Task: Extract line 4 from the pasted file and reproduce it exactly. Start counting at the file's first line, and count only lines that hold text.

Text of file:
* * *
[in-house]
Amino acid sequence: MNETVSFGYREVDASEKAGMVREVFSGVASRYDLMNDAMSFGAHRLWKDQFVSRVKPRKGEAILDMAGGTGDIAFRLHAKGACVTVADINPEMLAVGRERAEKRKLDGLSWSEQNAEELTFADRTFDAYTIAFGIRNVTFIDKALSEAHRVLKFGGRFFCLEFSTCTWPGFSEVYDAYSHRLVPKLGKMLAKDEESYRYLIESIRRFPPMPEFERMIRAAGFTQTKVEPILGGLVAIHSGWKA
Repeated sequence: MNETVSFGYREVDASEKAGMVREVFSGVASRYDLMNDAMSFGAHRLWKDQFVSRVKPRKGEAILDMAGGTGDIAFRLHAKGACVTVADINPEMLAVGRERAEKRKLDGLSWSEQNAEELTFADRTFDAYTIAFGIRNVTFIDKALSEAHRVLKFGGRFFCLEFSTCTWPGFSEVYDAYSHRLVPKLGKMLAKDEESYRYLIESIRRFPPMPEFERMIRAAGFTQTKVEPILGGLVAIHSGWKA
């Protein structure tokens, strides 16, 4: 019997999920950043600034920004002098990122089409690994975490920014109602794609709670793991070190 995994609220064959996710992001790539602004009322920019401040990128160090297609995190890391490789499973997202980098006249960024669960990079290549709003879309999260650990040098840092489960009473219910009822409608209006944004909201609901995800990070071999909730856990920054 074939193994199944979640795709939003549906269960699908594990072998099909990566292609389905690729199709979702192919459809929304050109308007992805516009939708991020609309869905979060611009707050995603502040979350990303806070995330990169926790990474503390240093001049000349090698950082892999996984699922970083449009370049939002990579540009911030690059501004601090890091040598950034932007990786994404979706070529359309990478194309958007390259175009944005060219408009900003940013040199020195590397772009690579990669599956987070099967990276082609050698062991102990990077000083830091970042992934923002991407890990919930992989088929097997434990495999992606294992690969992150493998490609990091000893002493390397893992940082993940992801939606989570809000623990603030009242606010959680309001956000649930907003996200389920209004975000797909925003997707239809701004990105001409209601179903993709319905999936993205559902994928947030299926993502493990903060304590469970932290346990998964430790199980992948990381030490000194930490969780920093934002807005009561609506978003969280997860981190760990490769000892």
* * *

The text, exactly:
């Protein structure tokens, strides 16, 4: 019997999920950043600034920004002098990122089409690994975490920014109602794609709670793991070190 995994609220064959996710992001790539602004009322920019401040990128160090297609995190890391490789499973997202980098006249960024669960990079290549709003879309999260650990040098840092489960009473219910009822409608209006944004909201609901995800990070071999909730856990920054 074939193994199944979640795709939003549906269960699908594990072998099909990566292609389905690729199709979702192919459809929304050109308007992805516009939708991020609309869905979060611009707050995603502040979350990303806070995330990169926790990474503390240093001049000349090698950082892999996984699922970083449009370049939002990579540009911030690059501004601090890091040598950034932007990786994404979706070529359309990478194309958007390259175009944005060219408009900003940013040199020195590397772009690579990669599956987070099967990276082609050698062991102990990077000083830091970042992934923002991407890990919930992989088929097997434990495999992606294992690969992150493998490609990091000893002493390397893992940082993940992801939606989570809000623990603030009242606010959680309001956000649930907003996200389920209004975000797909925003997707239809701004990105001409209601179903993709319905999936993205559902994928947030299926993502493990903060304590469970932290346990998964430790199980992948990381030490000194930490969780920093934002807005009561609506978003969280997860981190760990490769000892």